Zero-Energy Museums Becoming Reality
Noted for complex, large-scale cultural works and “masterful use of texture,” Studio Ma introduces innovative, energy-saving cultural works that “regenerate resources.”
Known for award-winning museum designs and architecture, urbanism, campus planning and environmental design work, the firm Studio Ma has announced the completion of three major museums and a national initiative to promote and design “a new generation of net-zero-energy museums” and cultural institutions worldwide.
“Today we have the know-how and technology to create museums that make more energy than they use, that recycle rainwater, and eliminate carbon emissions—even generating resources for their communities,” said Christiana Moss, founding principal and a juror for the American Institute of Architects’ prestigious COTE awards for environmental architecture.
Eyeing new opportunities to build “the world’s first regenerative, bioclimatic museum,” the firm has recently completed three major museum projects noted for their citymaking designs and shown to be highly energy efficient, healthy and eco-conscious. Examples include Scottsdale’s Museum of the West, a noted expansion of the Heard Museum, the Native American Cultural Center in Flagstaff, Az., and an addition to the Phoenix Art Museum.
Inspired by Western icons and full of daylight, Scottsdale’s Museum of the West stands as a cost-conscious, modern landmark with very low carbon emissions and minimal energy and water use, outperforming every building of its type in the desert region. “This bioclimatic solution points to new directions for cultural buildings, which are thought to always demand very high energy use intensities due to specialized lighting, security, and rigorous air controls,” says architect Christopher Alt, a founding principal.
An in-depth case study of Scottsdale’s Museum of the West will be published in an upcoming book titled Contemporary Museum Architecture and Design, due for release in February 2020, in which a chapter written by firm leaders Moss and Alt will discuss their “triple bottom line” approach to museum design. That is, a three-point commitment to ensure financial stability and sustainable building practices in a way that simultaneously enhances the community space.
The Museum of the West and other works by Studio Ma highlight their cutting-edge design approach—including the firm's own just-opened headquarters in Phoenix, a repurposed building that will operate a pioneering blackwater recycling plant installed under its small parking lot. Studio Ma's direction toward “regenerative, bioclimatic architecture”— that responds to natural settings and climate to not only save carbon emissions and cut use but also produce resources including energy, water and more—is being well received nationally.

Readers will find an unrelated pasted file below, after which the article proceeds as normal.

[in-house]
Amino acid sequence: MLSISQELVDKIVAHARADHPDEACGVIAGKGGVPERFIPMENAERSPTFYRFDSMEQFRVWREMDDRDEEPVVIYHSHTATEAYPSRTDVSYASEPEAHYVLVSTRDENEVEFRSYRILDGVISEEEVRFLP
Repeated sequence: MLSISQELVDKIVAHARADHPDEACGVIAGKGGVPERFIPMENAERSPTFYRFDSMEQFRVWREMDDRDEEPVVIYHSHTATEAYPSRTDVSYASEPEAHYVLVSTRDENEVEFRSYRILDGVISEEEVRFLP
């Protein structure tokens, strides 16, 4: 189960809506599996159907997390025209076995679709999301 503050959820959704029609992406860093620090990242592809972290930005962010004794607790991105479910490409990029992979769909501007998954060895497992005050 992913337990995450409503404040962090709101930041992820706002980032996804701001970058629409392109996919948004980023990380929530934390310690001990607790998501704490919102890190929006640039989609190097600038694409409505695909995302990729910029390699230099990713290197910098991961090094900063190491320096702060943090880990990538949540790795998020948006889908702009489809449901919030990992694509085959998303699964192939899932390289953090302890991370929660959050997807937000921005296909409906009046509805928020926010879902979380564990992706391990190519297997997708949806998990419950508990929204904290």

As a next step, in 2020 Studio Ma will debut a new white paper and exhibition on regenerative architecture and building systems, in conjunction with a major university and cultural organization. Called “Building the Biome,” the design exhibition and functional model will require zero energy as it scrubs carbon, purifies water, cleans the air, and even creates food while displaying a beautiful array of plant life within modern, glass-enclosed “living machine.”
“In the future, not only every museum and cultural center but even our homes and workplaces will all contain an attractive and functioning living machine to regenerate many of the resources we and our buildings need,” said Moss, who adds that the firm will announce their exhibition location and partners in early 2020.
In addition to being named to the national COTE jury, recent recognition for the firm’s successful work include the American Institute of Architects (AIA) Arizona’s highest honors, the Firm of the Year Award, and inclusion in Architectural Record’s exclusive Design Vanguard. The flurry of new commissions includes a master-planning study at Washington University, St. Louis, a student center and residential hall for Arizona State University, various mixed-use and multifamily projects, and a graduate student housing complex at Princeton University, among others.
Yet, the cultural commissions have been essential to Studio Ma’s work and have brought the firm to the verge of international renown. “Studio Ma is a firm on the rise. The work is complex and large scale,” according to the AIA. “The portfolio of projects is diverse and rich in spite of what appears to be a stable of demanding clients. Yet, the work is consistent. This firm inspires us,” the jury added.